Seventy five years ago this weekend the first ever emergency number system anywhere in the world came into being in London with the introduction of the 999 call – marking a sea-change in the way the public communicated with the Metropolitan Police.
The MPS will be marking the anniversary by launching its first ever live twitter feed from one of its three central communications complexes (CCC) where ‘first contact’ operators answer tens of thousands of emergency calls every week.
For twelve hours on Friday 29 June, the public will be able to get an understanding into the huge variety of calls operators deal with on a daily basis – and gain insight into the pressures faced by staff as they have to make minute by minute decisions in the most difficult of circumstances.
In other events to mark the anniversary, a special commemorative section has been set up on the Met’s Facebook page featuring video interviews with 999 operators, a wide range of photos, illustrations and facts and figures relating to the history of the service.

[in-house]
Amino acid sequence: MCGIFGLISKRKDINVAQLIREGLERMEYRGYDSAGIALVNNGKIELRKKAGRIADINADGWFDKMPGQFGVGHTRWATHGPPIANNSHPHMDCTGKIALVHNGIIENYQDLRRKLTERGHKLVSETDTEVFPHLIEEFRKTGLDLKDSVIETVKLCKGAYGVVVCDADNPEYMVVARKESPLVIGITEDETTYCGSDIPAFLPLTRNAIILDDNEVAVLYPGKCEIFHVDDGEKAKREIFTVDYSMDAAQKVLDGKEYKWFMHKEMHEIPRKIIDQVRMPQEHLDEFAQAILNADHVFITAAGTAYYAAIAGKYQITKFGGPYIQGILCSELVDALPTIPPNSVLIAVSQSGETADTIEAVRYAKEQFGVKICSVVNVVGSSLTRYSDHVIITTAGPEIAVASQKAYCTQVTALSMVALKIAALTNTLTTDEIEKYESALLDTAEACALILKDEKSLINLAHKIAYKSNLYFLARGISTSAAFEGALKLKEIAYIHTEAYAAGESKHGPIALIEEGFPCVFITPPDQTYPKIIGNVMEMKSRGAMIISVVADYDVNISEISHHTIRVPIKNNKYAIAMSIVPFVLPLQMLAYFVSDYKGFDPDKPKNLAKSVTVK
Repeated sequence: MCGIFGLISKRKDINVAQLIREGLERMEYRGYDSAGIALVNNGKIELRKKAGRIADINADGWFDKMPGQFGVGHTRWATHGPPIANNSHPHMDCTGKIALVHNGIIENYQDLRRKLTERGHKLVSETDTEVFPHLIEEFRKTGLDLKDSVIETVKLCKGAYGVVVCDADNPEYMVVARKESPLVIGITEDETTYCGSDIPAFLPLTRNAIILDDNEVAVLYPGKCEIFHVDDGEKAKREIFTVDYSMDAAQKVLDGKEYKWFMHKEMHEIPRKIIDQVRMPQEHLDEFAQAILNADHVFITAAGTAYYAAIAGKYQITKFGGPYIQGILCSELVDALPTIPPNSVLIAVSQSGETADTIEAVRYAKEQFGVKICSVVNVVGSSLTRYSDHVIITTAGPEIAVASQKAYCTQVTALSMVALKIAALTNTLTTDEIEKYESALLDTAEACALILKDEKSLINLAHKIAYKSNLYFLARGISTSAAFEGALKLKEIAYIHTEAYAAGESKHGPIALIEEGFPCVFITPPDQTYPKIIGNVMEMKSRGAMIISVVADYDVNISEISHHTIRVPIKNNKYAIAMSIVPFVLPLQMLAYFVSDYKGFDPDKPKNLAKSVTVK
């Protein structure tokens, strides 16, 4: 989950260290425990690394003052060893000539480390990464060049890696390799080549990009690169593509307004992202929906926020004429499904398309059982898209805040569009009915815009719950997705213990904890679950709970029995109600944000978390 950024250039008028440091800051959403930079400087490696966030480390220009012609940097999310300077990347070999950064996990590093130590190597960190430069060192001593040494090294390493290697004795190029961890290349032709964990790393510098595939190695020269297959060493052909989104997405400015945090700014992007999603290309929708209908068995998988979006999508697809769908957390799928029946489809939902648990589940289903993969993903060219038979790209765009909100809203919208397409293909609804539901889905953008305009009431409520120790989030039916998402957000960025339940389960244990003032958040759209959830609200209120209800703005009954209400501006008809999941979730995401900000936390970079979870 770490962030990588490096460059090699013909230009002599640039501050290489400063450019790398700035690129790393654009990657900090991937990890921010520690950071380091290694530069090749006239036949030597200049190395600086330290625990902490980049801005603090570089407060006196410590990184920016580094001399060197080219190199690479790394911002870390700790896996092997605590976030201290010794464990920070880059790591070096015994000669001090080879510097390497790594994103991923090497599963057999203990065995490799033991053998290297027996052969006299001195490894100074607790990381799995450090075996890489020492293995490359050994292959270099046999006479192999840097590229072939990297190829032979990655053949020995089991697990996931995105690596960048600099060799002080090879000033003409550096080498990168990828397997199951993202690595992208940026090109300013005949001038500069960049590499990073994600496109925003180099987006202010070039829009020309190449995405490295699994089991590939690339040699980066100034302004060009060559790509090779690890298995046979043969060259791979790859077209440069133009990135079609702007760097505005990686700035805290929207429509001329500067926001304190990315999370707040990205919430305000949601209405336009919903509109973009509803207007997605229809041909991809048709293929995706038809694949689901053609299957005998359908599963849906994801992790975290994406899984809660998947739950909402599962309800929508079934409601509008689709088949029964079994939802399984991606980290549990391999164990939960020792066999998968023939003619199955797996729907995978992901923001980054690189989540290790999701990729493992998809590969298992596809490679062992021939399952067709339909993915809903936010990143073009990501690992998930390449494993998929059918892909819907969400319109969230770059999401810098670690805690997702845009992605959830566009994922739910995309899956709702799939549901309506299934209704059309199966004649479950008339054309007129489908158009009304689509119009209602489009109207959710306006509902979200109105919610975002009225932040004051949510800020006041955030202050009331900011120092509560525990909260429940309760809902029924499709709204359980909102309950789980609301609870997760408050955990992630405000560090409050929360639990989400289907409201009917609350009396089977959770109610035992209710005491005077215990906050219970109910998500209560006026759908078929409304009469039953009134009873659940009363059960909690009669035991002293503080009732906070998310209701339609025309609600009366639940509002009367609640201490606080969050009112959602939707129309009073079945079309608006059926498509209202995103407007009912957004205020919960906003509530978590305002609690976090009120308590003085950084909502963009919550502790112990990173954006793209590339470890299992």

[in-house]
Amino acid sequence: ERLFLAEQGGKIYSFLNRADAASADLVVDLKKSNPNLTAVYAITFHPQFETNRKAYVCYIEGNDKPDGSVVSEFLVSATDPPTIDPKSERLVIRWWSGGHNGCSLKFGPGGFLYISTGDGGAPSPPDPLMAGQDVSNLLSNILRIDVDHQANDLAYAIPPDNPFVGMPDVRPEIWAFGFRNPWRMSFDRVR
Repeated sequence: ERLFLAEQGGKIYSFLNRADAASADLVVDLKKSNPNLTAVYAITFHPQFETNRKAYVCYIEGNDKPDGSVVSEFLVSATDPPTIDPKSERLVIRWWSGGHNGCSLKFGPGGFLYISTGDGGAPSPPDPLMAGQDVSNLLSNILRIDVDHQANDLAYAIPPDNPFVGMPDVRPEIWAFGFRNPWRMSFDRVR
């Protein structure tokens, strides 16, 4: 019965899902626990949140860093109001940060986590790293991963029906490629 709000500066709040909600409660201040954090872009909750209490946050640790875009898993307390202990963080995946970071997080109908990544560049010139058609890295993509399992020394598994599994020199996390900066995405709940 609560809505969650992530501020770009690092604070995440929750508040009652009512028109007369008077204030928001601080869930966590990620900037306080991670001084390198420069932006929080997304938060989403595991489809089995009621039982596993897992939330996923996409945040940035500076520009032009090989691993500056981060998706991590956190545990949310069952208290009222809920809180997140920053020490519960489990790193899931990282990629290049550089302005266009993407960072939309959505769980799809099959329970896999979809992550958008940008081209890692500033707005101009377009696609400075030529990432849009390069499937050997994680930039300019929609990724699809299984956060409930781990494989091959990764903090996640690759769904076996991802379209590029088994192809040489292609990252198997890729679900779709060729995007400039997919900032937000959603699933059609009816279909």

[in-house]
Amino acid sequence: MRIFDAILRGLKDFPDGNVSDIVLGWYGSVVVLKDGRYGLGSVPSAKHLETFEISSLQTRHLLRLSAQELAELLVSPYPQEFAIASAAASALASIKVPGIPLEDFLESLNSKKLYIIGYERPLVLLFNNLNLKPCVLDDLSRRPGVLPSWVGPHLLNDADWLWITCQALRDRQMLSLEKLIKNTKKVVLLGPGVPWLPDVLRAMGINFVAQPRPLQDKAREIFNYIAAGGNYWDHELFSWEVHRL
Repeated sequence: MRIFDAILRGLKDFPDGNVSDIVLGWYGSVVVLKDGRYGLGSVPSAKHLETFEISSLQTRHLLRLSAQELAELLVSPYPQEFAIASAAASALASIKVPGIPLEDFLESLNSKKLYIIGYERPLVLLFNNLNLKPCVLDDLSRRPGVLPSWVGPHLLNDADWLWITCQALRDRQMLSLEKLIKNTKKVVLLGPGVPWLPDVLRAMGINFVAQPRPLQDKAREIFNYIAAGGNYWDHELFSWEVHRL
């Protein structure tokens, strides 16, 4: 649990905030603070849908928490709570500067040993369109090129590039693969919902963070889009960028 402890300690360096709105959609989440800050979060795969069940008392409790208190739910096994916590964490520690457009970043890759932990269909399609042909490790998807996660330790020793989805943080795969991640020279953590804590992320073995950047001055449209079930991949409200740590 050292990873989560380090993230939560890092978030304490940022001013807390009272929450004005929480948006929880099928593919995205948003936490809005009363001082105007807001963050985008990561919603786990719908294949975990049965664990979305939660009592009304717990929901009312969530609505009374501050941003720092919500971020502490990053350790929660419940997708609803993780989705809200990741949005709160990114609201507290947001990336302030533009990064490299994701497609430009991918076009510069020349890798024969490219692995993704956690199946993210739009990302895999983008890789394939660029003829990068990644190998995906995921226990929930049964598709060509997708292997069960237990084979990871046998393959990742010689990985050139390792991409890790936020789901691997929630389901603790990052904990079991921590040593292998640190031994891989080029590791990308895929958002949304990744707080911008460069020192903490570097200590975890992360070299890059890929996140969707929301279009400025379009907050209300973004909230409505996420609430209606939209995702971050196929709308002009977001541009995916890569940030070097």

The site and a special new display of historical artefacts dating back to 1829, documents and photos relating to emergency communication chart the significant developments in the service between 1937, when a handful of officers used counters on large table maps to denote police cars and messages were transmitted by morse code, and the present day’s sophisticated high-tech command centres.
In the early days of the 1930s just 24 staff in the old Victoria Embankment headquarters of Scotland Yard dealt with a couple of hundred calls a day. Contrast this with 2012, when we have three centralised communications complexes (CCC) in Bow, Hendon and Lambeth, employing over 2,000 workers dealing with an average of 14,000 calls a day.
The system has been upgraded and redesigned numerous times over the past seven decades, leading to the sophisticated multi-screen automated service in use today that prioritises 999 and non-emergency 101 calls using interactive satellite mapping as well as access to translators in 170 languages and special text phone numbers for the deaf.